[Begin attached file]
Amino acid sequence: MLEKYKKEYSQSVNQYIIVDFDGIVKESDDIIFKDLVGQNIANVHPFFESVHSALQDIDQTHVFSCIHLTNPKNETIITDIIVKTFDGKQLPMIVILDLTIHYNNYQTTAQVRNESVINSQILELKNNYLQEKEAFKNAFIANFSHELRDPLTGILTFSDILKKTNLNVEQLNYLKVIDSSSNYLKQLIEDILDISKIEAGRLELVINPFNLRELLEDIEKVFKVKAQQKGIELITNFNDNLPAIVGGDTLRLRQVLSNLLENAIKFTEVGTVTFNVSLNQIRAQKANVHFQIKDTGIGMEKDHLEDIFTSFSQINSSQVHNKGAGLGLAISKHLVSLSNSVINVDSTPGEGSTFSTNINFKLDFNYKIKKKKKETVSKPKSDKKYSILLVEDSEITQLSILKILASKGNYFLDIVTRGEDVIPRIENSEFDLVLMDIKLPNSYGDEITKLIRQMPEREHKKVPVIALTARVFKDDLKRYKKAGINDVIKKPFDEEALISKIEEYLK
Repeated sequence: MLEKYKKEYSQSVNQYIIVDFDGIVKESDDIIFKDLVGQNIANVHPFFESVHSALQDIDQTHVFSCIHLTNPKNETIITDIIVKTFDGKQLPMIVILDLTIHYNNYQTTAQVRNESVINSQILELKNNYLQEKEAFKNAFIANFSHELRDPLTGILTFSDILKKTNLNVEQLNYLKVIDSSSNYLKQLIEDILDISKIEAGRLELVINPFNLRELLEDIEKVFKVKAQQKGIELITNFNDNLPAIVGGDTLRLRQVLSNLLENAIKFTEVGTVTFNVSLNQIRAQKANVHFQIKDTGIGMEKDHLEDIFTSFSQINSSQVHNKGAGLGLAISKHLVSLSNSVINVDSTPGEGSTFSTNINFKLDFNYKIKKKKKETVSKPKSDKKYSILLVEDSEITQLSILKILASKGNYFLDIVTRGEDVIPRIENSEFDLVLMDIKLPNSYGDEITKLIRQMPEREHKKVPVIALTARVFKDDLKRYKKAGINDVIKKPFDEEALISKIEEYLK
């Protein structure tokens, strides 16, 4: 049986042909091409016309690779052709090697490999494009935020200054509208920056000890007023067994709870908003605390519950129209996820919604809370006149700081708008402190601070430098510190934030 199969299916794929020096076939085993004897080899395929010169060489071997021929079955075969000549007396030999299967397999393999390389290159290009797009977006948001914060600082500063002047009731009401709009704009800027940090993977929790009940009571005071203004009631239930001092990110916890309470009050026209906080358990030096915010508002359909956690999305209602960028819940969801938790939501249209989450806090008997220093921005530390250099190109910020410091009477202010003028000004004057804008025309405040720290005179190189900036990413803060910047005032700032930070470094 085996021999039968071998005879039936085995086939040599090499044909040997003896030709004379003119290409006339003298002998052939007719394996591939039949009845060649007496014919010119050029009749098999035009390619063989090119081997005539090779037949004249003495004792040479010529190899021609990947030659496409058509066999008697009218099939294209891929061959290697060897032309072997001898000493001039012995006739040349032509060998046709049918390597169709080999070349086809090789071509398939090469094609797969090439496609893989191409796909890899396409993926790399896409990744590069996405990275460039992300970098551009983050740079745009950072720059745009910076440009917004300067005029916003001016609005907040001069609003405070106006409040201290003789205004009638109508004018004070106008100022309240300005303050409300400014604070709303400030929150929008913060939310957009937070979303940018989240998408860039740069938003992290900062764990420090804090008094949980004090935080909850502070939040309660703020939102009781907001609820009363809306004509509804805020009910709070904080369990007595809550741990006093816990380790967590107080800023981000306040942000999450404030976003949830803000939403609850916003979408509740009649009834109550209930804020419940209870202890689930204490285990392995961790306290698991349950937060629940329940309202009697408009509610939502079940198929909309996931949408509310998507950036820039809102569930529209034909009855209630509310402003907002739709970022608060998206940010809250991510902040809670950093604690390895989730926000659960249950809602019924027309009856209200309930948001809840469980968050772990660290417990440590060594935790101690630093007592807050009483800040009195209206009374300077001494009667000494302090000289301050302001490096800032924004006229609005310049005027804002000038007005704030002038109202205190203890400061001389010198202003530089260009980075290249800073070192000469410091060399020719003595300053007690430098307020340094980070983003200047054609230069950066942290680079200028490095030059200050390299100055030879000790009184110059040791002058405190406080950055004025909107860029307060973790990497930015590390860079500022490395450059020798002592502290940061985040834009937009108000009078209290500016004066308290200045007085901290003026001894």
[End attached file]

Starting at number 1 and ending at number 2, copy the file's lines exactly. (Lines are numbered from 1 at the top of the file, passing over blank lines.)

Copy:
Amino acid sequence: MLEKYKKEYSQSVNQYIIVDFDGIVKESDDIIFKDLVGQNIANVHPFFESVHSALQDIDQTHVFSCIHLTNPKNETIITDIIVKTFDGKQLPMIVILDLTIHYNNYQTTAQVRNESVINSQILELKNNYLQEKEAFKNAFIANFSHELRDPLTGILTFSDILKKTNLNVEQLNYLKVIDSSSNYLKQLIEDILDISKIEAGRLELVINPFNLRELLEDIEKVFKVKAQQKGIELITNFNDNLPAIVGGDTLRLRQVLSNLLENAIKFTEVGTVTFNVSLNQIRAQKANVHFQIKDTGIGMEKDHLEDIFTSFSQINSSQVHNKGAGLGLAISKHLVSLSNSVINVDSTPGEGSTFSTNINFKLDFNYKIKKKKKETVSKPKSDKKYSILLVEDSEITQLSILKILASKGNYFLDIVTRGEDVIPRIENSEFDLVLMDIKLPNSYGDEITKLIRQMPEREHKKVPVIALTARVFKDDLKRYKKAGINDVIKKPFDEEALISKIEEYLK
Repeated sequence: MLEKYKKEYSQSVNQYIIVDFDGIVKESDDIIFKDLVGQNIANVHPFFESVHSALQDIDQTHVFSCIHLTNPKNETIITDIIVKTFDGKQLPMIVILDLTIHYNNYQTTAQVRNESVINSQILELKNNYLQEKEAFKNAFIANFSHELRDPLTGILTFSDILKKTNLNVEQLNYLKVIDSSSNYLKQLIEDILDISKIEAGRLELVINPFNLRELLEDIEKVFKVKAQQKGIELITNFNDNLPAIVGGDTLRLRQVLSNLLENAIKFTEVGTVTFNVSLNQIRAQKANVHFQIKDTGIGMEKDHLEDIFTSFSQINSSQVHNKGAGLGLAISKHLVSLSNSVINVDSTPGEGSTFSTNINFKLDFNYKIKKKKKETVSKPKSDKKYSILLVEDSEITQLSILKILASKGNYFLDIVTRGEDVIPRIENSEFDLVLMDIKLPNSYGDEITKLIRQMPEREHKKVPVIALTARVFKDDLKRYKKAGINDVIKKPFDEEALISKIEEYLK